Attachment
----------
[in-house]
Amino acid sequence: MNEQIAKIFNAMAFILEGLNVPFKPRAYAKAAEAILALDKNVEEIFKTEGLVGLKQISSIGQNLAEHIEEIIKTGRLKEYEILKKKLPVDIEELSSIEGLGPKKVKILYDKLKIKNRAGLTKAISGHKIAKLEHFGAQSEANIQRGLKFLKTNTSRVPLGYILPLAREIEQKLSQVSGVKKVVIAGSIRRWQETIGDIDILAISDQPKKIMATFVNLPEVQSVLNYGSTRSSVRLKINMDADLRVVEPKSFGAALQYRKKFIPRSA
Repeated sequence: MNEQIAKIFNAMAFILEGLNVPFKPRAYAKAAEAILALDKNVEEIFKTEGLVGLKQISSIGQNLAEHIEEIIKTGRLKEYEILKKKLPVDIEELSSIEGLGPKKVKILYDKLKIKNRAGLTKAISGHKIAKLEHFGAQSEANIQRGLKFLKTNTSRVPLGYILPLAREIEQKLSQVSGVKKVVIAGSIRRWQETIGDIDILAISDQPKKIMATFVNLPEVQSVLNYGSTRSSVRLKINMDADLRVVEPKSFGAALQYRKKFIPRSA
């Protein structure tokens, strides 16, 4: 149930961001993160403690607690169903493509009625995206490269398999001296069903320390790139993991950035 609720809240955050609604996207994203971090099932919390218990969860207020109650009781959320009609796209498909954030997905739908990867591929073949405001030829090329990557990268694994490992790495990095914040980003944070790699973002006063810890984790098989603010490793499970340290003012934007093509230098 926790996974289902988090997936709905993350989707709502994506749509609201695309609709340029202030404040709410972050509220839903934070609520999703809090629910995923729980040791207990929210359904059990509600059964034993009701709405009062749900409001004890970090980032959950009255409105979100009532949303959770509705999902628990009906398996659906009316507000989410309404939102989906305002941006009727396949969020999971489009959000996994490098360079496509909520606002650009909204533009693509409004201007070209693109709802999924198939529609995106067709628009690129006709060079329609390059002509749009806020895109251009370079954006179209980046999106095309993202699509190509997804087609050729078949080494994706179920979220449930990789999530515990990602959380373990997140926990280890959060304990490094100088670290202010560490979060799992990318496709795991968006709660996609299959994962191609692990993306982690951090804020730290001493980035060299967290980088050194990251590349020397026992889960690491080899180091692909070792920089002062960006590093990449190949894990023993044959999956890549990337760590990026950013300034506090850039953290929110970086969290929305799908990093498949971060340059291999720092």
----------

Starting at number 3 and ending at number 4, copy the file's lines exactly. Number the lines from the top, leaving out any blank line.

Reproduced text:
Repeated sequence: MNEQIAKIFNAMAFILEGLNVPFKPRAYAKAAEAILALDKNVEEIFKTEGLVGLKQISSIGQNLAEHIEEIIKTGRLKEYEILKKKLPVDIEELSSIEGLGPKKVKILYDKLKIKNRAGLTKAISGHKIAKLEHFGAQSEANIQRGLKFLKTNTSRVPLGYILPLAREIEQKLSQVSGVKKVVIAGSIRRWQETIGDIDILAISDQPKKIMATFVNLPEVQSVLNYGSTRSSVRLKINMDADLRVVEPKSFGAALQYRKKFIPRSA
């Protein structure tokens, strides 16, 4: 149930961001993160403690607690169903493509009625995206490269398999001296069903320390790139993991950035 609720809240955050609604996207994203971090099932919390218990969860207020109650009781959320009609796209498909954030997905739908990867591929073949405001030829090329990557990268694994490992790495990095914040980003944070790699973002006063810890984790098989603010490793499970340290003012934007093509230098 926790996974289902988090997936709905993350989707709502994506749509609201695309609709340029202030404040709410972050509220839903934070609520999703809090629910995923729980040791207990929210359904059990509600059964034993009701709405009062749900409001004890970090980032959950009255409105979100009532949303959770509705999902628990009906398996659906009316507000989410309404939102989906305002941006009727396949969020999971489009959000996994490098360079496509909520606002650009909204533009693509409004201007070209693109709802999924198939529609995106067709628009690129006709060079329609390059002509749009806020895109251009370079954006179209980046999106095309993202699509190509997804087609050729078949080494994706179920979220449930990789999530515990990602959380373990997140926990280890959060304990490094100088670290202010560490979060799992990318496709795991968006709660996609299959994962191609692990993306982690951090804020730290001493980035060299967290980088050194990251590349020397026992889960690491080899180091692909070792920089002062960006590093990449190949894990023993044959999956890549990337760590990026950013300034506090850039953290929110970086969290929305799908990093498949971060340059291999720092």